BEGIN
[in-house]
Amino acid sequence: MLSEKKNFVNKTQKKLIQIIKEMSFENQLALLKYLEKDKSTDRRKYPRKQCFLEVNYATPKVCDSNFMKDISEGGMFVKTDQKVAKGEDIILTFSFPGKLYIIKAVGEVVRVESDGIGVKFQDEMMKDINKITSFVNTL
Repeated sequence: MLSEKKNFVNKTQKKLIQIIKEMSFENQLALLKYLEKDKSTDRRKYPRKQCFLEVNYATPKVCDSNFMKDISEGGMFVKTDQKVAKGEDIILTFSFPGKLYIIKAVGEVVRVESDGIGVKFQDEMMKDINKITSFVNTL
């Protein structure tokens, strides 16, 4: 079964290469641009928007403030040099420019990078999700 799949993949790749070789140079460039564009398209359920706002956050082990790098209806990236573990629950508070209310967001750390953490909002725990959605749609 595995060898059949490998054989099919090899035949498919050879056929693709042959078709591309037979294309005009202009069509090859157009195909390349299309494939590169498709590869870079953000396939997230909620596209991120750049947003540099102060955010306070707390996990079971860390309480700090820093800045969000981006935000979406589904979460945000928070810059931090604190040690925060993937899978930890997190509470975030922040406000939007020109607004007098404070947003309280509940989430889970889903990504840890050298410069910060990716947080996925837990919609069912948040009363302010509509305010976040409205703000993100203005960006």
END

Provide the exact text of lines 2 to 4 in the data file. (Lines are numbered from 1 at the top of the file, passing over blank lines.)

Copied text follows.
Amino acid sequence: MLSEKKNFVNKTQKKLIQIIKEMSFENQLALLKYLEKDKSTDRRKYPRKQCFLEVNYATPKVCDSNFMKDISEGGMFVKTDQKVAKGEDIILTFSFPGKLYIIKAVGEVVRVESDGIGVKFQDEMMKDINKITSFVNTL
Repeated sequence: MLSEKKNFVNKTQKKLIQIIKEMSFENQLALLKYLEKDKSTDRRKYPRKQCFLEVNYATPKVCDSNFMKDISEGGMFVKTDQKVAKGEDIILTFSFPGKLYIIKAVGEVVRVESDGIGVKFQDEMMKDINKITSFVNTL
């Protein structure tokens, strides 16, 4: 079964290469641009928007403030040099420019990078999700 799949993949790749070789140079460039564009398209359920706002956050082990790098209806990236573990629950508070209310967001750390953490909002725990959605749609 595995060898059949490998054989099919090899035949498919050879056929693709042959078709591309037979294309005009202009069509090859157009195909390349299309494939590169498709590869870079953000396939997230909620596209991120750049947003540099102060955010306070707390996990079971860390309480700090820093800045969000981006935000979406589904979460945000928070810059931090604190040690925060993937899978930890997190509470975030922040406000939007020109607004007098404070947003309280509940989430889970889903990504840890050298410069910060990716947080996925837990919609069912948040009363302010509509305010976040409205703000993100203005960006």